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Russia says spy inquiry not objective at all

By Agencies in Moscow and London (China Daily) Updated: 2016-01-22 08:14

Russia's Foreign Ministry said on Thursday that Moscow does not consider the conclusions of a British inquiry into the 2006 death of a former Russian spy to be impartial because it claims the result had been predetermined, and said the inquiry had been "politicized".

"We regret that a purely criminal case was politicized and has darkened the general atmosphere of bilateral relations," Russian Foreign Ministry spokeswoman Maria Zakharova said in a statement.

A British judge pointed the finger at Russia for the radiation poisoning of former KGB agent Alexander Litvinenko.

The 300-page report said Russian President Vladimir Putin "probably approved" the killing. Britain on Thursday summoned the Russian ambassador after the report.

The inquiry's chairman, judge Robert Owen, said even before the start of the hearings last year that he believed there was evidence of "a prima facie case as to the culpability of the Russian state".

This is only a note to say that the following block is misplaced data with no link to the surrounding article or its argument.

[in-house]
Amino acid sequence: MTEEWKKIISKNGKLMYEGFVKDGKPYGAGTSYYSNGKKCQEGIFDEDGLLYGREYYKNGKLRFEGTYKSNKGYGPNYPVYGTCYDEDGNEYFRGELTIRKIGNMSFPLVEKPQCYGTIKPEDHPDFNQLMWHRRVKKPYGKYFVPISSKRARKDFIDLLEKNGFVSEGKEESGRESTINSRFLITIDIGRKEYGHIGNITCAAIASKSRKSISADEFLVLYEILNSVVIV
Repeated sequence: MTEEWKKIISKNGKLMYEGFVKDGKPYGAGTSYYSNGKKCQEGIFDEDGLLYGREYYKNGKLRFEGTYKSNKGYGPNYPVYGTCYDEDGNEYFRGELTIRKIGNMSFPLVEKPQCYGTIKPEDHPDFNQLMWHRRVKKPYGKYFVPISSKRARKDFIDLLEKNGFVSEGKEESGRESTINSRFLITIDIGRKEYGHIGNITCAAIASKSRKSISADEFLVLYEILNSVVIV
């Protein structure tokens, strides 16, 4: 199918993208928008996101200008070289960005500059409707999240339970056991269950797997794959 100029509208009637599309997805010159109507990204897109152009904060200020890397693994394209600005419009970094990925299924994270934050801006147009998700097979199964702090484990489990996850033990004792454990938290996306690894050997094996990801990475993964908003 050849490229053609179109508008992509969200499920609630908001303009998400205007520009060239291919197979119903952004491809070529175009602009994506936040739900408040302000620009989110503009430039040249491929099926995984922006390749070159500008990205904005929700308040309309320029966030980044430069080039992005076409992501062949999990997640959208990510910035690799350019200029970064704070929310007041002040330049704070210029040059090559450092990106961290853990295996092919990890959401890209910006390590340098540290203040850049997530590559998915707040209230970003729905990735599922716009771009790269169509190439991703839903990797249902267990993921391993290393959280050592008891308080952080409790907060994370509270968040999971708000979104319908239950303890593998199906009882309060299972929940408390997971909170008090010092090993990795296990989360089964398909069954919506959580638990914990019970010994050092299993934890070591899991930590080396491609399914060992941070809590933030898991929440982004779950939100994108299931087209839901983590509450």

Litvinenko's widow Marina has led a long campaign for an inquiry and said it was "the last thing I can do for him".

"My struggle has been for the facts to be made public," she said, adding: "For me it is important to finally have an official explanation".

'Nuclear terrorism'

Litvinenko was allegedly poisoned at a hotel by a cup of tea laced with polonium-210 - an extremely expensive radioactive isotope only available in closed nuclear facilities - in a sequence of events which could have come from a Cold War thriller.

The ex-KGB agent turned freelance investigator and Kremlin critic publicly accused Putin of ordering his killing before he died in agony three weeks later on Nov 23, 2006.

The killing caused outrage after radioactive traces were found at various sites around London and it was dubbed by the media as the world's first act of "nuclear terrorism".

The original police investigation led British prosecutors to demand the extradition from Russia on murder charges of Andrei Lugovoi, a former Kremlin bodyguard who had tea with Litvinenko at the Millennium Hotel in London's upmarket Mayfair area.

Russia has refused to extradite him.

AP - AFP

 Russia says spy inquiry not objective at all

Marina Litvinenko, widow of the former Russian spy Alexander Litvinenko, and her son Anatoly Litvinenko, attend a news conference in London.  Niklas Halle'n / Agence France-Presse

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